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Decrofting - a How-To Guide

Last week we received news that our house was finally decrofted. It’s been a long wait, and I’ll go into why this is so so important for us.

What is a croft?

Crofting is a system of landholding, which is unique to Scotland, and is an integral part of life in the Highlands & Islands. A croft is a relatively small agricultural land holding, which is normally held in tenancy, and which may or may not have buildings or a house associated with it. Crofts range in size from less than 1/2 hectare to more than 50 hectares, but an average croft is nearer 5 hectares.

How many crofts are there?

There are around 20,000 crofts across the crofting counties, which are in the Highlands & Islands and in designated areas in Scotland. More than 750,000 hectares of land in Scotland is in crofting tenure, with approximately 33,000 people living in crofting households.

Crofts have their own laws

Crofting regulation is underpinned by Crofting legislation, mainly the'Crofters (Scotland) Act 1993' and the 'Crofting Reform (Scotland) Act 2010.'

What responsibilities do crofters have?

• A duty to be resident on or within 32 kilometres of their croft

• A duty not to neglect their croft

• A duty to cultivate and maintain their croft or to put it to another purposeful use

What happens if crofters don’t keep up with their responsibilities?

Where a Crofter fails to comply with their duties, the Crofting Commission can investigate the breach of duty and take enforcement action. This can result in the termination of a Croft tenancy, or in the owner occupier situation, the requirement to let the croft, if not resolved.

What is Decrofting?

If a registered croft is being sold with a house, the house and garden may have been de-crofted, which means that while the land around it remains under crofting tenure, the house (and often garden ground) is no longer subject to crofting legislation.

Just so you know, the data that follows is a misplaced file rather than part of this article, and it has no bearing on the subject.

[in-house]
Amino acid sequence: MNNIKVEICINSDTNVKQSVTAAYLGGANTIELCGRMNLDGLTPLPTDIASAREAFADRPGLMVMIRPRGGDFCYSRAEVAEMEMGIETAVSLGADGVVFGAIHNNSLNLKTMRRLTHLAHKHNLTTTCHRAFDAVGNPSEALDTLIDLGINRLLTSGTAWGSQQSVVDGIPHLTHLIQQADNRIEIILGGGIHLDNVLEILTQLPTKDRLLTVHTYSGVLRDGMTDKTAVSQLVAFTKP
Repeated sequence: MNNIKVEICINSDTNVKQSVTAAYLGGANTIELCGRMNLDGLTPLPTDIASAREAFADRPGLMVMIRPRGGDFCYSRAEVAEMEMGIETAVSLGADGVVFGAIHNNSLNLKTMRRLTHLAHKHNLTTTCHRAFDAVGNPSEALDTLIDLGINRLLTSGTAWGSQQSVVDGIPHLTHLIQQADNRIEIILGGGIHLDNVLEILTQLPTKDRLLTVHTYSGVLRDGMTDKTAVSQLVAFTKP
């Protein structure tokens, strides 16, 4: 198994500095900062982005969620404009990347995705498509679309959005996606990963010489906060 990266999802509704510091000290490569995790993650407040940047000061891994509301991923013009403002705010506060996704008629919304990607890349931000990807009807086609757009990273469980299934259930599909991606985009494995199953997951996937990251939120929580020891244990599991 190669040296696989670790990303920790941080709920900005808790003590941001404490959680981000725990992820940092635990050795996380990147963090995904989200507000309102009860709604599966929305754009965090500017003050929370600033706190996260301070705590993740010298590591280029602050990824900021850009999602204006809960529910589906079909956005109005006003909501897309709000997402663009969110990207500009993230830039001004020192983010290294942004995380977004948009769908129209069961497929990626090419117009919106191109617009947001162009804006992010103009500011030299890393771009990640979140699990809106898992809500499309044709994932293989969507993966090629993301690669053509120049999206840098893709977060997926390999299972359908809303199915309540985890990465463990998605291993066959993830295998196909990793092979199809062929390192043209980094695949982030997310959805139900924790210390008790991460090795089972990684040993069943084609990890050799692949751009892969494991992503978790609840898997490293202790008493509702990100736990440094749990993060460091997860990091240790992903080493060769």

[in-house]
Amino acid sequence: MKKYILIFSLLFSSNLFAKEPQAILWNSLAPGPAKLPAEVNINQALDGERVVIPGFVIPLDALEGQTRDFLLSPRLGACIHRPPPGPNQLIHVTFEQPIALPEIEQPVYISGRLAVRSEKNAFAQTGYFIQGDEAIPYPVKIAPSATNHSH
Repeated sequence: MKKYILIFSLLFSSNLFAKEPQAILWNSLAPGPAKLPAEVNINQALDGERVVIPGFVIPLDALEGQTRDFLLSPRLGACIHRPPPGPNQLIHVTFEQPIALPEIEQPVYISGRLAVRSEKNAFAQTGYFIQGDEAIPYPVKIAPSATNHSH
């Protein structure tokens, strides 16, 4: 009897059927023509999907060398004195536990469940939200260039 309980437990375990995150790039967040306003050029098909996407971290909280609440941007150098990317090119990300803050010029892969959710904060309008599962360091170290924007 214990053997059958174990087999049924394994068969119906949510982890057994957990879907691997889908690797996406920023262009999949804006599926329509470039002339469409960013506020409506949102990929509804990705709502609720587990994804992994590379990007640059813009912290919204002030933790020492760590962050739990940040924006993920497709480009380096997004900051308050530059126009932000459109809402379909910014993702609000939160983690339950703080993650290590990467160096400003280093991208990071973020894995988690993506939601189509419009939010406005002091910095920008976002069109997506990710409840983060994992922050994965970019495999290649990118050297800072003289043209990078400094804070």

Because of Crofting legislation, you can’t get a mortgage on a croft house. In the event of you failing on your mortgage payments, the bank needs to be able to repossess your house, however, if you’ve also neglected your crofting duties, the Crofting Commission will also be wanting that croft house.

Unless, it’s decrofted.

Decroft = mortgage = money to renovate house = don’t have to live in a tiny wooden hut

So how do you go about that? (example is from our experience)

Stage 1

Cash buy the croft. In order to do this we had to beg, borrow and steal from family and friends (well, not the steal part).

Stage 2

Next we notified the crofting commission about a ‘change of ownership’.

Stage 3

The croft had never been registered with the Register of Scotland before, so we had to do that as well.

We completed on the croft in July 2021, the change of ownership and registering with the Register of Scotland took until November 2021.

Stage 4

Applying for decrofting.

Note: We sent all forms for stage 2, 3 and 4 together at the beginning of August 2021.

We were assigned a case number for decrofting in December 2021. The application was then declined because we have outbuildings on the ‘house site’. So we had to fill in a different form for decrofting.

Stage 5

The house is decrofted in April 2022.

Stage 6

Apply for mortgage April 2022.

Stage 7

Date TBC

Get mortgage, pay back family and friends, start renovating!

We’re applying for a renovation mortgage, which means we get back what we paid for the croft in a lump sum, then we also get back our costs at each stage of the renovation, based on the house’s new valuation.

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